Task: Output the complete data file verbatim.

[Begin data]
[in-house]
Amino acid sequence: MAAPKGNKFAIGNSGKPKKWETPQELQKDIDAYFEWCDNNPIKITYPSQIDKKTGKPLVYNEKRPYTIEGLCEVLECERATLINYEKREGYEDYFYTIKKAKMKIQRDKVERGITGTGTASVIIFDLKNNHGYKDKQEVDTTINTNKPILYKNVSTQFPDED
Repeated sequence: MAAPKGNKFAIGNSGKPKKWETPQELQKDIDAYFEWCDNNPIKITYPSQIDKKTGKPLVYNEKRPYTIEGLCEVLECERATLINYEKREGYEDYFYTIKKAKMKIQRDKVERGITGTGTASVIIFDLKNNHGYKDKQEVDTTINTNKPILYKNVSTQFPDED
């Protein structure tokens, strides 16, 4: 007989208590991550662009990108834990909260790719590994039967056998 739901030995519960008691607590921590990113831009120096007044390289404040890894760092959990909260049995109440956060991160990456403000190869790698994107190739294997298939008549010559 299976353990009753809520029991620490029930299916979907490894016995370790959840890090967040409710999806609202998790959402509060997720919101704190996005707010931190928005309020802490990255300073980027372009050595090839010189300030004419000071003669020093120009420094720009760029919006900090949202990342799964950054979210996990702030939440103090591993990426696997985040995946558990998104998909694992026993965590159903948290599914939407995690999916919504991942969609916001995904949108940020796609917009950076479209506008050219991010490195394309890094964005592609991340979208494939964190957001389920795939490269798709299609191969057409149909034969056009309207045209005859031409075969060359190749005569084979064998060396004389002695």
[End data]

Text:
[in-house]
Amino acid sequence: MAAPKGNKFAIGNSGKPKKWETPQELQKDIDAYFEWCDNNPIKITYPSQIDKKTGKPLVYNEKRPYTIEGLCEVLECERATLINYEKREGYEDYFYTIKKAKMKIQRDKVERGITGTGTASVIIFDLKNNHGYKDKQEVDTTINTNKPILYKNVSTQFPDED
Repeated sequence: MAAPKGNKFAIGNSGKPKKWETPQELQKDIDAYFEWCDNNPIKITYPSQIDKKTGKPLVYNEKRPYTIEGLCEVLECERATLINYEKREGYEDYFYTIKKAKMKIQRDKVERGITGTGTASVIIFDLKNNHGYKDKQEVDTTINTNKPILYKNVSTQFPDED
């Protein structure tokens, strides 16, 4: 007989208590991550662009990108834990909260790719590994039967056998 739901030995519960008691607590921590990113831009120096007044390289404040890894760092959990909260049995109440956060991160990456403000190869790698994107190739294997298939008549010559 299976353990009753809520029991620490029930299916979907490894016995370790959840890090967040409710999806609202998790959402509060997720919101704190996005707010931190928005309020802490990255300073980027372009050595090839010189300030004419000071003669020093120009420094720009760029919006900090949202990342799964950054979210996990702030939440103090591993990426696997985040995946558990998104998909694992026993965590159903948290599914939407995690999916919504991942969609916001995904949108940020796609917009950076479209506008050219991010490195394309890094964005592609991340979208494939964190957001389920795939490269798709299609191969057409149909034969056009309207045209005859031409075969060359190749005569084979064998060396004389002695």